A New Legislation in Pennsylvania will Change Credentialing for Doctors and Practitioners min | A New Legislation in Pennsylvania will Change Credentialing for Doctors and Practitioners | STATMedCare Payor and Physician Enrollment and Credentialing

While the healthcare industry is on the upward spiral, a mounting number of stakeholders are still grappling with various problems triggered by the complexity of credentialing and other financial compliances. Dealing with different operational challenges involved in efficiently managing complex multi-party arrangements for accelerating licensing and credentialing process for private practitioners and healthcare providers.

However, a new senate ruling was recently enforced in Pennsylvania, which focuses on making the credentialing process foolproof for healthcare service providers by eliminating the potential for unnecessary delays for credentialing applicants to be a part of health insurance organizations.

Representative Clint Owlett (R- Bradford, Tioga, Potter) introduced the House Bill 533 in the Pennsylvania House in November 2019, and it was passed unanimously (190-0). The legislation addresses a wide range of processes involved in the application of credentialing that must be completed by health care providers for becoming credentialed by a health insurer.

While insurance companies continue to impose their own time frames throughout the entire credentialing process a healthcare practitioner has to follow, the new legislation is expected to give this process a distinct deadline and a predictable timeframe. The senate ruling is expected to enable the Pennsylvania Medical Society and the ecosystem of healthcare practitioners and hospitals in the state to get credentialed by insurance companies faster.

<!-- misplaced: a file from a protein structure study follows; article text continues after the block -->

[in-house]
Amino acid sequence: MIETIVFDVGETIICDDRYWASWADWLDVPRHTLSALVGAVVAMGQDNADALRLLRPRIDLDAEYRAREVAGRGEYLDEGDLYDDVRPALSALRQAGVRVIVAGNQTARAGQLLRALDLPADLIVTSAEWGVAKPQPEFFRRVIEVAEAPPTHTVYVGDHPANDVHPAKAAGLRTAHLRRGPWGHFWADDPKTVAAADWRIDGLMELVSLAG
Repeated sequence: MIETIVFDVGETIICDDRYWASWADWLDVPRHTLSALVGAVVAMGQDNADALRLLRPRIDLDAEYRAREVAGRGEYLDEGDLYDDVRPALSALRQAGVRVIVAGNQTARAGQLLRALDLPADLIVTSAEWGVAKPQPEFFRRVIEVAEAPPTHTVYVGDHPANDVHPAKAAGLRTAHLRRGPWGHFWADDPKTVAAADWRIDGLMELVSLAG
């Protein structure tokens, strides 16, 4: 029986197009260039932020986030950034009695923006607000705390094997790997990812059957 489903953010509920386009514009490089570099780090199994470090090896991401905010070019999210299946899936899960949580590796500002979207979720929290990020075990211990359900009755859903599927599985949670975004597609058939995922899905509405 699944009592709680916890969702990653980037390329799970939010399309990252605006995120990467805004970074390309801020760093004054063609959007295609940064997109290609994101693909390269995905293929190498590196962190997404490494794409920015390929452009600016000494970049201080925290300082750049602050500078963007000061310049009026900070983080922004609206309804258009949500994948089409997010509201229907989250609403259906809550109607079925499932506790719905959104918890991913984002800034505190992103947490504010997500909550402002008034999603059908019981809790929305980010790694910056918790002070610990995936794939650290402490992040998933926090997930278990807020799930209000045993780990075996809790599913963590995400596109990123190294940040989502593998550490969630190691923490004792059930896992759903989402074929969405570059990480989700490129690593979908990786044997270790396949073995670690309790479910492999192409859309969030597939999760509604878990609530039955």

The credentialing process that is currently followed in the healthcare industry in the region takes over six months for healthcare service providers to get credentialed. However, according to the new legislation, insurance companies will be enforced to finish the entire process of issuing a doctor’s credentials within 60 days, and failing to do so will lead to issuing a written explanation on reasons behind it. This is expected to expedite credentialing processes in Pennsylvania, changing the future trends in the healthcare industry as well as the healthcare insurance landscape.

The new legislation is likely to have a significant impact on how the healthcare industry operates in rural areas, as rural hospitals are always struggling to get qualified doctors and physicians. As credentialing and licensing are closely associated with how telehealth initiatives are implemented in rural communities, the new legislation will facilitate rural hospitals to effectively streamline their timelines of on-boarding and credentialing process for new and experienced physicians.

Taking into consideration the probable impacts of the new Bill for credentialing passed in Pennsylvania, more states in the United States are likely to ride on its coattails and impose similar regulations, in the coming years. Furthermore, as it supports rural hospitals to boost on-boarding and credentialing new doctors, the new regulation will create new profit-making opportunities for stakeholders to improve their organizations’ financial health.